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Welcome to oto project

Go driven rpc code generation tool for right now.

  • 100% Go
  • Describe services with Go interfaces (with structs, methods, comments, etc.)
  • Generate server and client code
  • Production ready templates (or copy and modify)

Who's using Oto?

  • Pace.dev - Oto came out of the Pace project
  • Firesearch.dev - Firesearch uses Oto to offer full-text services to the web, mobile, and the backend

Templates

These templates are already being used in production.

Learn

Tutorial

Install the project:

go install github.com/pacedotdev/oto@latest

Create a project folder, and write your service definition as a Go interface:

// definitions/definitons.go
package definitions

// GreeterService makes nice greetings.
type GreeterService interface {
    // Greet makes a greeting.
    Greet(GreetRequest) GreetResponse
}

// GreetRequest is the request object for GreeterService.Greet.
type GreetRequest struct {
    // Name is the person to greet.
    // example: "Mat Ryer"
    Name string
}

// GreetResponse is the response object containing a
// person's greeting.
type GreetResponse struct {
    // Greeting is the greeting that was generated.
    // example: "Hello Mat Ryer"
    Greeting string
}

Download templates from otohttp

mkdir templates \
    && wget https://raw.githubusercontent.com/pacedotdev/oto/master/otohttp/templates/server.go.plush -q -O ./templates/server.go.plush \
    && wget https://raw.githubusercontent.com/pacedotdev/oto/master/otohttp/templates/client.js.plush -q -O ./templates/client.js.plush

Use the oto tool to generate a client and server:

mkdir generated
oto -template ./templates/server.go.plush \
    -out ./generated/oto.gen.go \
    -ignore Ignorer \
    -pkg generated \
    ./definitions
gofmt -w ./generated/oto.gen.go ./generated/oto.gen.go
oto -template ./templates/client.js.plush \
    -out ./generated/oto.gen.js \
    -ignore Ignorer \
    ./definitions
  • Run oto -help for more information about these flags

Implement the service in Go:

// greeter_service.go
package main

// GreeterService makes nice greetings.
type GreeterService struct{}

// Greet makes a greeting.
func (GreeterService) Greet(ctx context.Context, r GreetRequest) (*GreetResponse, error) {
    resp := &GreetResponse{
        Greeting: "Hello " + r.Name,
    }
    return resp, nil
}

Use the generated Go code to write a main.go that exposes the server:

// main.go
package main

func main() {
    g := GreeterService{}
    server := otohttp.NewServer()
    server.Basepath = "/oto/"
    generated.RegisterGreeterService(server, g)
    http.Handle(server.Basepath, server)
    log.Fatal(http.ListenAndServe(":8080", nil))
}
  • The otohttp.Server performs its own routing and so has a Basepath field which you should use when you route the handler.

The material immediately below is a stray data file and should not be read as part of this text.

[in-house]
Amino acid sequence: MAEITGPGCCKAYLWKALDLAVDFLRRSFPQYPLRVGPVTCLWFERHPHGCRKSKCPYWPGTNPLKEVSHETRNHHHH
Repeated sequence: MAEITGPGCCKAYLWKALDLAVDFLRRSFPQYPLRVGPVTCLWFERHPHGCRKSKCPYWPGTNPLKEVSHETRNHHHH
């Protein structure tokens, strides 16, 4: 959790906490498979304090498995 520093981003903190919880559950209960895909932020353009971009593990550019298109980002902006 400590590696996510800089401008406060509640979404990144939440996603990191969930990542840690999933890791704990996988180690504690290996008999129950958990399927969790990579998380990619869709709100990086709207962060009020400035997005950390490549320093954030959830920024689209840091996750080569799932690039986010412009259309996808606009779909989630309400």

Use the generated client to access the service in JavaScript:

import { GreeterService } from "oto.gen.js";

const greeterService = new GreeterService();

greeterService
    .greet({
        name: "Mat"
    })
    .then(response => alert(response.greeting))
    .catch(e => alert(e));

Use json tags to control the front-end facing name

You can control the name of the field in JSON and in front-end code using json tags:

// Thing does something.
type Thing struct {
    SomeField string `json:"some_field"
}
  • The SomeField field will appear as some_field in json and front-end code
  • The name must be a valid JavaScript field name

Specifying additional template data

You can provide strings to your templates via the -params flag:

oto \
    -template ./templates/server.go.plush \
    -out ./oto.gen.go \
    -params "key1:value1,key2:value2" \
    ./path/to/definition

Within your templates, you may access these strings with <%= params["key1"] %>.

Comment metadata

It's possible to include additional metadata for services, methods, objects, and fields in the comments.

// Thing does something.
// field: "value"
type Thing struct {
    //...
}

The Metadata["field"] value will be the string value.

  • The value must be valid JSON (for strings, use quotes)

Examples are officially supported, but all data is available via the Metadata map fields.

Examples

To provide an example value for a field, you may use the example: prefix line in a comment.

// GreetRequest is the request object for GreeterService.Greet.
type GreetRequest struct {
    // Name is the person to greet.
    // example: "Mat Ryer"
    Name string
}
  • The example must be valid JSON

The example is extracted and made available via the Field.Example field.

Contributions

Special thank you to:

  • @mgutz - for struct tag support
  • @sethcenterbar - for comment metadata support

A PACE. project